ByScotti Brown, writer at Creators.co
Movies help shut out what's happening around you, and it's a way to get lost and enjoy yourself.
Scotti Brown

With Carrie coming out next week, I look back on all of the horror films that became popular in the world of Hollywood cinema. Carrie is a remake of the 1976 film, which was a book written by Stephen King. Wait, let's talk about Stephen King for a little bit.

Mr. King

Stephen King is always the center for horror films, since his most popular books become horror/thriller. One film that freaked me out was the Shining, with Jack Nicholson saying "Here's Johnny!" One that is I can see happening in real life is Misery, with Kathy Bates, because come on, there are people like that. Then the alien invasion film The Mist, which I didn't really like because the ending sucked, but I read the short story instead which was good. And don't even get me started on Pet Cemetery; I just saw a clip (A CLIP!!!!!!!) from the film and it was a scary weird. Christine was weird, because basically the car was haunted and it killed people! And if you watched the end of Christine, it just creeps you out.

Then their are film series such as the Saw films and the Evil Dead franchise. These films have such a cult following that I am always hearing about it. Personally, I never got into these films. I like action and violence, but I am not a big fan of gory killing scenes that make me sick to my stomach, such as the 2013 remake Evil Dead. The Saw films I never really got into, but I have read about them.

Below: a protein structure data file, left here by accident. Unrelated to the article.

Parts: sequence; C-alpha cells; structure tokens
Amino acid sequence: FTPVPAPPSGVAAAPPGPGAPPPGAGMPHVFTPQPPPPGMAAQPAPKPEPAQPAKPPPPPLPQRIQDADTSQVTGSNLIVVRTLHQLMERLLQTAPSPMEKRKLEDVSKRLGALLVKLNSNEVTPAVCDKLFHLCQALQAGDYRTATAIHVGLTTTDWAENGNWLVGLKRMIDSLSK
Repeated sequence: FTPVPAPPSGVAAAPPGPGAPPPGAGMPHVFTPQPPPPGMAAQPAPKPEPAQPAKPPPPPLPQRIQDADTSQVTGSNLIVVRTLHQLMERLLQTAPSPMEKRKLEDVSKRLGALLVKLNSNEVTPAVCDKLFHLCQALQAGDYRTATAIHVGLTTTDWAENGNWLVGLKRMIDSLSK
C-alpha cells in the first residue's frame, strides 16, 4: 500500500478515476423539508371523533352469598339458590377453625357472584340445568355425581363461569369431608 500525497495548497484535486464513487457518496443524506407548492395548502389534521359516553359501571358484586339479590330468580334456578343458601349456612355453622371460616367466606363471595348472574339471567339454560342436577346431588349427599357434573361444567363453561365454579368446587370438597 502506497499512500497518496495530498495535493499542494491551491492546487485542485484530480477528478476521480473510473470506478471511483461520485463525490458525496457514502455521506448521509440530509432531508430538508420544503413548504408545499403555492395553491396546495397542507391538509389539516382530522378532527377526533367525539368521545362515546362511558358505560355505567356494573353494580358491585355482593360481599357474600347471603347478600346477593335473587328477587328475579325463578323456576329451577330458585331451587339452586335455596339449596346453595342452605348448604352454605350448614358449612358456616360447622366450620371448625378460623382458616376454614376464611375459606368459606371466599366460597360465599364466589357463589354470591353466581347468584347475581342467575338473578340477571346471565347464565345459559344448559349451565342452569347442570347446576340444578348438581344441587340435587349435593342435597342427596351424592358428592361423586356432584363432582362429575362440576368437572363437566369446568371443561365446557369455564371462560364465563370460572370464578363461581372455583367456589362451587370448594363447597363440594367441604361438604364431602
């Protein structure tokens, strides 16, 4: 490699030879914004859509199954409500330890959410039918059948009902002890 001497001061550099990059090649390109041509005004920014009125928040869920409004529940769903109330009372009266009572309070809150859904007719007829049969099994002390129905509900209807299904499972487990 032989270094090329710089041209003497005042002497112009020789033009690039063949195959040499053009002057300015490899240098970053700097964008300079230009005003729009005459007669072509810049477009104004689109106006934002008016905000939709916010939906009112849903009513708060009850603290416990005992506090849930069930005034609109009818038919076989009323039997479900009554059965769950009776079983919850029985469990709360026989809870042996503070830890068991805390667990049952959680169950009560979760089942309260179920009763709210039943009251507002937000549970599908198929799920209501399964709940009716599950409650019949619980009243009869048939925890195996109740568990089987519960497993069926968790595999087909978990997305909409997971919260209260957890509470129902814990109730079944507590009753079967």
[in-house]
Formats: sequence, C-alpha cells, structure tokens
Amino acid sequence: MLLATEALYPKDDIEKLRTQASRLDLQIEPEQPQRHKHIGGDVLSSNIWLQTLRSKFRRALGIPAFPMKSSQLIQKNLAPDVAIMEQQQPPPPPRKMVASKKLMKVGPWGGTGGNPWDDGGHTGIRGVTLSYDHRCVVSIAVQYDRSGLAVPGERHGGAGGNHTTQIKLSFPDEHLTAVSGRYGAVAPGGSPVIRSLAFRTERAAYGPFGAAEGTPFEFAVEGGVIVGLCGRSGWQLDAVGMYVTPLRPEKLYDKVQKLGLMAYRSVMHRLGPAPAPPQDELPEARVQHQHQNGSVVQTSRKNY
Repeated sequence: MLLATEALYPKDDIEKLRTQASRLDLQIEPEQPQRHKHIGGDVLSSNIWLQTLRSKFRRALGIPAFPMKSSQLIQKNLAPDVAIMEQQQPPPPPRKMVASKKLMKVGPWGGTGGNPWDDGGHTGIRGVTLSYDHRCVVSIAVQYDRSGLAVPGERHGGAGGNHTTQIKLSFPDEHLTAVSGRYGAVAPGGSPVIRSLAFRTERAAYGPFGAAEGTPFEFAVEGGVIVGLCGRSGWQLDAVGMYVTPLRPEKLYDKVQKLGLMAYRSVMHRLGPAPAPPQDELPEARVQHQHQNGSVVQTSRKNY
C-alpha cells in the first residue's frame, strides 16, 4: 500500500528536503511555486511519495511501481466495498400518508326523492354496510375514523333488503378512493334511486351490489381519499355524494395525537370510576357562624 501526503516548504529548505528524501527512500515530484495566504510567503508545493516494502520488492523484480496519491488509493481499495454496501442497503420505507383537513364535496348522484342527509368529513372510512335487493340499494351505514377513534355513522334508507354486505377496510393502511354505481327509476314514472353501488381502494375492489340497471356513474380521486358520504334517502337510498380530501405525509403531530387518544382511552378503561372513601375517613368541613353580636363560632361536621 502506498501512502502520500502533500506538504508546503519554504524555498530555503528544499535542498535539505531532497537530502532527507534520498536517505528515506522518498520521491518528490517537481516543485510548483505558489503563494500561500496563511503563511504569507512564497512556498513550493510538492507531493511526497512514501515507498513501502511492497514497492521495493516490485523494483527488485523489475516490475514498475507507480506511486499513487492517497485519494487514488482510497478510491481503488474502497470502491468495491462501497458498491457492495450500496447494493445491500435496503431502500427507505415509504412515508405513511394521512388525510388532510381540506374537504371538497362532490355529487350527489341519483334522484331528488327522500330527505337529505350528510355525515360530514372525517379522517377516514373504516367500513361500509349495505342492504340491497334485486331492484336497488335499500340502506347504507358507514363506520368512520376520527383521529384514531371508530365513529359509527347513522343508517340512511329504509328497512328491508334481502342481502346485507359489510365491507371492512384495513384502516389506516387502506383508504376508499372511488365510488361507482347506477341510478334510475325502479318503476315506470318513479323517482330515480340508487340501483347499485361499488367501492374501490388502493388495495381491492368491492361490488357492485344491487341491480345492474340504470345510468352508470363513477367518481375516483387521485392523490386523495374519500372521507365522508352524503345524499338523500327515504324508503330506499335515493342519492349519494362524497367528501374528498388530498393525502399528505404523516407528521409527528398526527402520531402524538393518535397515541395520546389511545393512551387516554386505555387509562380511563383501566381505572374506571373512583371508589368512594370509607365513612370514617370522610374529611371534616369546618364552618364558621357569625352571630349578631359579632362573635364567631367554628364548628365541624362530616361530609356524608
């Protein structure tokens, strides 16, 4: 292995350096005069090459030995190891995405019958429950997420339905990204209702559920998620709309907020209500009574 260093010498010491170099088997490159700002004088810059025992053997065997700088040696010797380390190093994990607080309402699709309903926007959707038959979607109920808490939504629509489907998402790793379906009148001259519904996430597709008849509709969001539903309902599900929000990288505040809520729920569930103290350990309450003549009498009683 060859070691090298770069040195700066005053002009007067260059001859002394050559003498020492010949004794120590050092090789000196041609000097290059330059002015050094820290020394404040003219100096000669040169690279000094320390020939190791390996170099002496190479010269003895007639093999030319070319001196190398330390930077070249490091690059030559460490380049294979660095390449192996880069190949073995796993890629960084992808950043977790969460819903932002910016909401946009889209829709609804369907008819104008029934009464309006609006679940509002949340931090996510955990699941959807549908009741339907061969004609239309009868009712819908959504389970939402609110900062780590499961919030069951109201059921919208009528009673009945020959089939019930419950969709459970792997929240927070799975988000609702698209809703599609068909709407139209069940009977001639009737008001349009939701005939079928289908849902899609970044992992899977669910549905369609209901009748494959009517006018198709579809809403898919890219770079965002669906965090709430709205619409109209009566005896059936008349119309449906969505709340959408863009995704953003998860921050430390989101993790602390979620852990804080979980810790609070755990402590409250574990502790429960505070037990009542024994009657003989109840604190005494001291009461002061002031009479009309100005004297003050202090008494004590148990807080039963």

Mr. Hitchcock

Lets talk about the classic and legendary director Alfred Hitchcock. His movies aren't necessarily horror, but more of a thriller. Movies such as Psycho, The Birds, Rear Window, and Vertigo are legends. You haven't lived until you watch Psycho, which I have seen about five times and is probably the #1 film of Hitchcock's films that people mention when asked "what is your favorite Hitchcock film?". After watching The Birds probably three times, I don't look at a whole bunch of birds on electrical lines the same again!

There are films that I don't watch because of the topic of cannibalism. I don't watch The Hills Have Eyes, the Texas Chainsaw movies, or any of the Wrong Turn films, because it seems to real for me. But don't get me wrong, I love The Silence of the Lambs, and I've seen it about three times. But even then, some scenes in that film creep me out.

The films series such as Nightmare on Elm Street, Friday the 13th, and Halloween films are the basic horror, thriller, slasher film that you pay to see because not only does it look good, but you know that nothing like Nightmare on Elm Street will ever happen (maybe Halloween, but I'm not sure). I have seen all of the original Nightmares, but haven't seen Friday the 13th or Halloween.

Mr. Tarantino

Then there are films that have that over the top violence. Quentin Tarantino's Kill Bill 1 and 2, but mostly in the first one, has violence where it grosses you out but you know it's just too fake to appear real because it is used too much. Zombieland is your everyday zombie film where the violence in it was stupid, but its suppose to be. Joss Whedon's The Cabin in the Woods was basically a comedy horror film that makes fun of those horror films that are just stupid. I watched the trailer to Cabin in the Woods and it's stupid, but its suppose to be.

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